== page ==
Using the same number of units to be delivered as in the previous example we obtain 384.62 trips. But in this case the cost will be the fixed cost per trip 500, plus the cost per distance 1.5 multiplied by the distance 100. Which means the total cost is 650 per trip, when multiplying this value by the number of trips, the output cost of the model will be 250,000.


Fixed cost with a distance cost component and a minimum cost: To define this type of cost we not only need to fill in the information of the Fixed cost per trip, Cost per distance but also add a value to the “Minimum cost per trip” column. This means that the app will make a logic test where it calculates the cost per trip just like the above example and define if this value is greater or lower than the minimum cost per trip you have set.

In this example we can see both cases, the above one shows how the cost without the minimum cost per trip would be 650 which happens to be lower than the minimum set (700) therefore the model will use 700 as the cost per trip and multiply it by the number of trips. The total cost in this case is 269,231.

On the second case the minimum cost per trip defined is 600 and so the actual cost 650 is greater than this value, which means 650 will be the cost considered by the app when calculating the total cost 250,000.


Cost per unit of measurement: For this type of cost, you must input a value in the “Cost per THU” (THU= Transportation Handling Unit) column.  This means that the cost will be dependent on the quantity of goods that uses that lane of transport. Since we are calculating the cost per trip, we multiply the average drop size by the cost per unit, in this case the cost per trip is 520.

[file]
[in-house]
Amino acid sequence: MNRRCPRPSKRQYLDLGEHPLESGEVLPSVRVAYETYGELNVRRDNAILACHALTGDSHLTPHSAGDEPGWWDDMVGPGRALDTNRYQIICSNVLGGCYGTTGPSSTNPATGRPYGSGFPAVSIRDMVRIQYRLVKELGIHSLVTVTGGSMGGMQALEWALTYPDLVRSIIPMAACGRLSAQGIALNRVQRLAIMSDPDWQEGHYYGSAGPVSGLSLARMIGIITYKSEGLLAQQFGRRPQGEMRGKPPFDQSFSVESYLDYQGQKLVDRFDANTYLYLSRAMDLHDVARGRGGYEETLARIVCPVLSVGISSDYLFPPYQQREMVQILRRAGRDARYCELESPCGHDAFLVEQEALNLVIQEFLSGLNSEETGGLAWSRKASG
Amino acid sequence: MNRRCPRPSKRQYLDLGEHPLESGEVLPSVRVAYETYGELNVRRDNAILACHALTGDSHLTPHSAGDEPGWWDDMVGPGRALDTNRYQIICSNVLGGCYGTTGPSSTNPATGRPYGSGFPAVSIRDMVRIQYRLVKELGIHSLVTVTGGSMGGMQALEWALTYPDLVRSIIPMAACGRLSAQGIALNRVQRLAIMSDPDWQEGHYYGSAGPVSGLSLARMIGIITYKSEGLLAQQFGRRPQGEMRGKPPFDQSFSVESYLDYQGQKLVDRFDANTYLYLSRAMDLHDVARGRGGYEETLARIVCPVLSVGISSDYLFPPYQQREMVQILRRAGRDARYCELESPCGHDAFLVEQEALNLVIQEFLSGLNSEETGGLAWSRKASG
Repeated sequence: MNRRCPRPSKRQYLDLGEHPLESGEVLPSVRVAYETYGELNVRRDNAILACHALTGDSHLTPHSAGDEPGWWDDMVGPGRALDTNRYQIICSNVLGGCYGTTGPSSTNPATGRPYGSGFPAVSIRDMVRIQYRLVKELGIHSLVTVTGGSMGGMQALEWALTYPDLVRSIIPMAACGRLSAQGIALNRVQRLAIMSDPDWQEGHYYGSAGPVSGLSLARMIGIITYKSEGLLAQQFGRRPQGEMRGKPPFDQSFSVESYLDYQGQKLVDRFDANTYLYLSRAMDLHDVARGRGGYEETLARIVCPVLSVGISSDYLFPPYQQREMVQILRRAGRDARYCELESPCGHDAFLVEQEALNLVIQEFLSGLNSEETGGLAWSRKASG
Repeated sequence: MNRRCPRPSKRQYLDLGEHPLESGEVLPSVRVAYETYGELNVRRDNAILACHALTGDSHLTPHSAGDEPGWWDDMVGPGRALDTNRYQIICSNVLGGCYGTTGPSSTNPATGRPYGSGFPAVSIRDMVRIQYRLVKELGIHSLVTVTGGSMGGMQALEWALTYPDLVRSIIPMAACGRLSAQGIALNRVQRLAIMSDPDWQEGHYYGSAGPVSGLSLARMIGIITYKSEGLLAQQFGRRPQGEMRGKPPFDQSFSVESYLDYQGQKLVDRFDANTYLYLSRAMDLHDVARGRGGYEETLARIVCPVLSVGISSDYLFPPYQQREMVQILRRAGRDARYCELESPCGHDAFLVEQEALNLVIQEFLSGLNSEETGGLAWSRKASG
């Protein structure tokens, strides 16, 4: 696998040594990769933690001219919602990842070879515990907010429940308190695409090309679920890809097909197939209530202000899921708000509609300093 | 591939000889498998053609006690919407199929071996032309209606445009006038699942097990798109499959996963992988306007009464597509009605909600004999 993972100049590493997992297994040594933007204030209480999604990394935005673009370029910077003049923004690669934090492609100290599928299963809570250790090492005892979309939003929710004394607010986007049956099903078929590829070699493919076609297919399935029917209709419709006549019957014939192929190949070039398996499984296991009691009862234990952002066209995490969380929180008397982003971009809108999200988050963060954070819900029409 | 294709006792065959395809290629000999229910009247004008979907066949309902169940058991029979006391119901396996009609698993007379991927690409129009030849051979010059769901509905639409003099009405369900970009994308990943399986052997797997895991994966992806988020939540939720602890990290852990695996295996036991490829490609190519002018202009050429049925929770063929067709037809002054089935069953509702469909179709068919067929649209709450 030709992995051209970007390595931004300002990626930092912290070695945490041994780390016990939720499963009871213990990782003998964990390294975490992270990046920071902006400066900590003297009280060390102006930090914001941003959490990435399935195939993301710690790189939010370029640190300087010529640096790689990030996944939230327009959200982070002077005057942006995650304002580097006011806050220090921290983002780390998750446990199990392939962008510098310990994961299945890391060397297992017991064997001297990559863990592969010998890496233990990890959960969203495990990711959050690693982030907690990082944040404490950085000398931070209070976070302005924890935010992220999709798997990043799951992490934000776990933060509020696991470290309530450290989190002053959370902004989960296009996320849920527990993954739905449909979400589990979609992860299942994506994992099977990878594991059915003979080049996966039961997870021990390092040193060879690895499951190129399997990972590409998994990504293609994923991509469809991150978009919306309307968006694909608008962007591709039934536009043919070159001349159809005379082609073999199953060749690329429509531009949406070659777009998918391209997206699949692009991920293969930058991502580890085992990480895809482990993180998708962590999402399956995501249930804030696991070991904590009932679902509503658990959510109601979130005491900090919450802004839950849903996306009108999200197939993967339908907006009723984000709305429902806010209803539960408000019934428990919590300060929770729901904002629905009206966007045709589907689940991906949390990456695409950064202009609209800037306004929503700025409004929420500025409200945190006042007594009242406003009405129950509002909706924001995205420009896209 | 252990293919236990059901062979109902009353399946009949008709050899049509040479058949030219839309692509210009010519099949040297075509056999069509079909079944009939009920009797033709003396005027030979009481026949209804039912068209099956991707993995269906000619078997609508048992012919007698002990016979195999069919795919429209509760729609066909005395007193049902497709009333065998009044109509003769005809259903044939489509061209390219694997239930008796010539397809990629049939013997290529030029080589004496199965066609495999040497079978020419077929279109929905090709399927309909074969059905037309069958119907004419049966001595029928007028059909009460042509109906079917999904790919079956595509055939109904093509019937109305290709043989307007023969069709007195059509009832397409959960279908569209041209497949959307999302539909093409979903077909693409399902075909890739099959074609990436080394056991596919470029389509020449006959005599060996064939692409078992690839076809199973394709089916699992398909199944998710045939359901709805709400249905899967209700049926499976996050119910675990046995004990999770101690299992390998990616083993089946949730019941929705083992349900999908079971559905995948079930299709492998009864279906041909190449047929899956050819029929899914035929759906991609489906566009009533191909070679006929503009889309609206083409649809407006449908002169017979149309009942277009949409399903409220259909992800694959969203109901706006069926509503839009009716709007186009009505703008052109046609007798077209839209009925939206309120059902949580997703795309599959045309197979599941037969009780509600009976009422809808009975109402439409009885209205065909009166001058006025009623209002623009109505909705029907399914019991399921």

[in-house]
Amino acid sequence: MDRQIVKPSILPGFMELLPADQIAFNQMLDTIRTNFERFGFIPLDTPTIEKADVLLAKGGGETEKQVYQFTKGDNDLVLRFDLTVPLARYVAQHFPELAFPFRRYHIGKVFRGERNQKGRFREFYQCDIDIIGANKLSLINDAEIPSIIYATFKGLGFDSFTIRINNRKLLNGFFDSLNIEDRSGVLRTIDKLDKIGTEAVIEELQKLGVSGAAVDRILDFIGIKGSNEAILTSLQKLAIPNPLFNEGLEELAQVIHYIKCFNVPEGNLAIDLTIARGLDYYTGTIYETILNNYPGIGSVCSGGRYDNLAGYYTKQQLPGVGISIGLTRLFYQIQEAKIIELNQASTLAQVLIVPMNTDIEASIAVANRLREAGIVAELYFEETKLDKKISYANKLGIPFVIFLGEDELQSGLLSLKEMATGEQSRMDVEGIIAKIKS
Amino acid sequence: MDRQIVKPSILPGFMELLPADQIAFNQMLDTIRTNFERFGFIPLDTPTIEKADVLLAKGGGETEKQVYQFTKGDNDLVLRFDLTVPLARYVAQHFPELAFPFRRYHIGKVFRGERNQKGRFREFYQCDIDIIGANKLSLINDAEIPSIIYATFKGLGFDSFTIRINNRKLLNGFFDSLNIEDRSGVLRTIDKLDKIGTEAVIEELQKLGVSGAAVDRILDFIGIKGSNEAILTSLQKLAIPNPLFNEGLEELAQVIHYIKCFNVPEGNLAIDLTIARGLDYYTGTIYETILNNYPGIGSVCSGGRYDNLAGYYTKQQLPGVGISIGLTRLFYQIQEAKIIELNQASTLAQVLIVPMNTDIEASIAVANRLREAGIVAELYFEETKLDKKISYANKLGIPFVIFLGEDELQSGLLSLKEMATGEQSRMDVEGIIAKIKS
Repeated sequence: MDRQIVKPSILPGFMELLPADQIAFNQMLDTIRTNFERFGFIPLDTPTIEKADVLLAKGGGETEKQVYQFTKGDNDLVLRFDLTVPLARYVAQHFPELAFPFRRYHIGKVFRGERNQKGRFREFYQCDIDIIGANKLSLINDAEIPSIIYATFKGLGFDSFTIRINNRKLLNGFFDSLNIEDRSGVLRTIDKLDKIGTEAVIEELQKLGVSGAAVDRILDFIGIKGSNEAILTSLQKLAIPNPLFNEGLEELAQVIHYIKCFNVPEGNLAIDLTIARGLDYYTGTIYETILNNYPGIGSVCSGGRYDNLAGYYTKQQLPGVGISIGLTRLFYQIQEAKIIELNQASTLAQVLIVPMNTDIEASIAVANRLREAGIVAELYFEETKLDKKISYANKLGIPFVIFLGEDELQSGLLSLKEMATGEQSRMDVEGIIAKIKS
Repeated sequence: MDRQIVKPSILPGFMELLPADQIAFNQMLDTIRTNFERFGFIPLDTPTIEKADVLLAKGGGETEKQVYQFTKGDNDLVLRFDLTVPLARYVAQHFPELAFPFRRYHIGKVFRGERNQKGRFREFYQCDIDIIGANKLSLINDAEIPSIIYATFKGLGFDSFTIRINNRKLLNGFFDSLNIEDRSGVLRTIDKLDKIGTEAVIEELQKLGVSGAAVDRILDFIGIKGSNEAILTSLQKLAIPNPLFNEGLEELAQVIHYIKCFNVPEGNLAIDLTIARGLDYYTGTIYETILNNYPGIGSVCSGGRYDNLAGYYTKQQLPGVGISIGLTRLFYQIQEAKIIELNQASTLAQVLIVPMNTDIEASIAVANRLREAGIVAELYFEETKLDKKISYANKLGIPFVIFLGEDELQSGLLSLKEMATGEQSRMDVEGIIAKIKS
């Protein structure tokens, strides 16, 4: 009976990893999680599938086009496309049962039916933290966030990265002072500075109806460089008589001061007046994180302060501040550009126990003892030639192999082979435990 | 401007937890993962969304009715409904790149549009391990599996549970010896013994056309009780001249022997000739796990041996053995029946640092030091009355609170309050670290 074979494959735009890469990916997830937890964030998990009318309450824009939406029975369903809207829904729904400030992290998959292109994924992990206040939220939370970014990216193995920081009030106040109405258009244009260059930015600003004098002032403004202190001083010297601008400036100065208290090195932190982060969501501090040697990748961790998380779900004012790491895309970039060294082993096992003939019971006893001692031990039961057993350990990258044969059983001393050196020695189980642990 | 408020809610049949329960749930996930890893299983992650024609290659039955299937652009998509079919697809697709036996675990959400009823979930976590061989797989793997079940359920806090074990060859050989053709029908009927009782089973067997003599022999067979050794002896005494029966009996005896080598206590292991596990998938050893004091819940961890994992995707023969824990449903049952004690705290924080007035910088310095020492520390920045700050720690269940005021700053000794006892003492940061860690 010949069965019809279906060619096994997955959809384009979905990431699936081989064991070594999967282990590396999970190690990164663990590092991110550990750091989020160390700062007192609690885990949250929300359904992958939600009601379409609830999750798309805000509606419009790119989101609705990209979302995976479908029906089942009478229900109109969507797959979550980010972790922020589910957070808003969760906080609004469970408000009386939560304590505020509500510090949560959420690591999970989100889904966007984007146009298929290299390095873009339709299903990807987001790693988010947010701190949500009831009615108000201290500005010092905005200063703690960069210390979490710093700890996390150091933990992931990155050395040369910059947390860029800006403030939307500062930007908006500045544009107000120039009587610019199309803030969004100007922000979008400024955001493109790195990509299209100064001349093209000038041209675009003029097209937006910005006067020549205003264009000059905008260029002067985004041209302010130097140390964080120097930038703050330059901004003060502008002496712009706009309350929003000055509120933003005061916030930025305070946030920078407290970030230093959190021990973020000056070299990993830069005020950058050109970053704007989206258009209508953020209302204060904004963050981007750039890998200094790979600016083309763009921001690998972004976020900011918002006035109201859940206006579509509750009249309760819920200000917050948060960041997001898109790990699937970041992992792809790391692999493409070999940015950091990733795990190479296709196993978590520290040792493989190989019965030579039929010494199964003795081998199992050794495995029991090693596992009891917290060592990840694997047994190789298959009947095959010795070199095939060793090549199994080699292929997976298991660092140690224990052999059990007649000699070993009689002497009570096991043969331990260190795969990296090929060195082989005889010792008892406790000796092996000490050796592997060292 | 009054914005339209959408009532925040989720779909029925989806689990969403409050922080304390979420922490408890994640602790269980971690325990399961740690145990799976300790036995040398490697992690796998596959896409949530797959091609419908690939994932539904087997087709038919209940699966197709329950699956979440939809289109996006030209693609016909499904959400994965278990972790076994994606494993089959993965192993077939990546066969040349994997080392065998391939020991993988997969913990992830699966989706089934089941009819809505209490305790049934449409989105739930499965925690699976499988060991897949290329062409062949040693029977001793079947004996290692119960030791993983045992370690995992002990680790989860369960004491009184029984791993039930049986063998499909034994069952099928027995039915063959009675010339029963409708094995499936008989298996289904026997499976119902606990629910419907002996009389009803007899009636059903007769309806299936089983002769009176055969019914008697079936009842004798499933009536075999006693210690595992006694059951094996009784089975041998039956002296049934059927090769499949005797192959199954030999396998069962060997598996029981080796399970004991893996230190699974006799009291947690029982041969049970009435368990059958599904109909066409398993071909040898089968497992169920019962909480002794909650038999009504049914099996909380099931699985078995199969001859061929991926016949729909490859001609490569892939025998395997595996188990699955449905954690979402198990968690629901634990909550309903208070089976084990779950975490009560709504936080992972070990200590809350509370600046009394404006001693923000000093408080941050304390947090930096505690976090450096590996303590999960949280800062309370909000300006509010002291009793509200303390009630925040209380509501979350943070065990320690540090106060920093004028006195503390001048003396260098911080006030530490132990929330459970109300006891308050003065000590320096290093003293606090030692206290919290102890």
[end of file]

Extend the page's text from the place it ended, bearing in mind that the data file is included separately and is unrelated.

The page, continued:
We are using the same number of trips therefore the app will calculate the cost of sending 100,000 units as 520 times 384.62, giving a total cost of 200,000.


Cost per unit of measurement with a distance component: Just like in the fixed cost case, here we will include a portion of the cost based on the distance traveled by the goods, so you must add this value in the “Cost per Distance” column.

The total cost per trip will be the sum of the cost per distance, which is 1.3 times the distance 200 and the cost per unit which is the average drop size 260 times the cost per THU 2. This means that the total cost per trip is 780 and the total cost for the model will be 300,000.


Cost per unit of measurement with a distance component and a minimum cost: When you want to apply this type of cost you must have included values in the “Cost per THU”, “Cost per Distance” and “minimum cost per trip” columns.

The total cost per trip will then be the average drop size times the cost per THU plus the distance times the Cost per Distance.  If this value is lower than the “minimum cost per trip” then the application will choose the minimum cost per trip as your final cost otherwise your total cost will be the mathematical operation shown above.

In this case we show two examples where the minimum cost is higher than the total cost per trip and the second case where the total cost per trip is higher than the minimum cost set per trip.


If you have any further questions about this, please let us know in the comments below.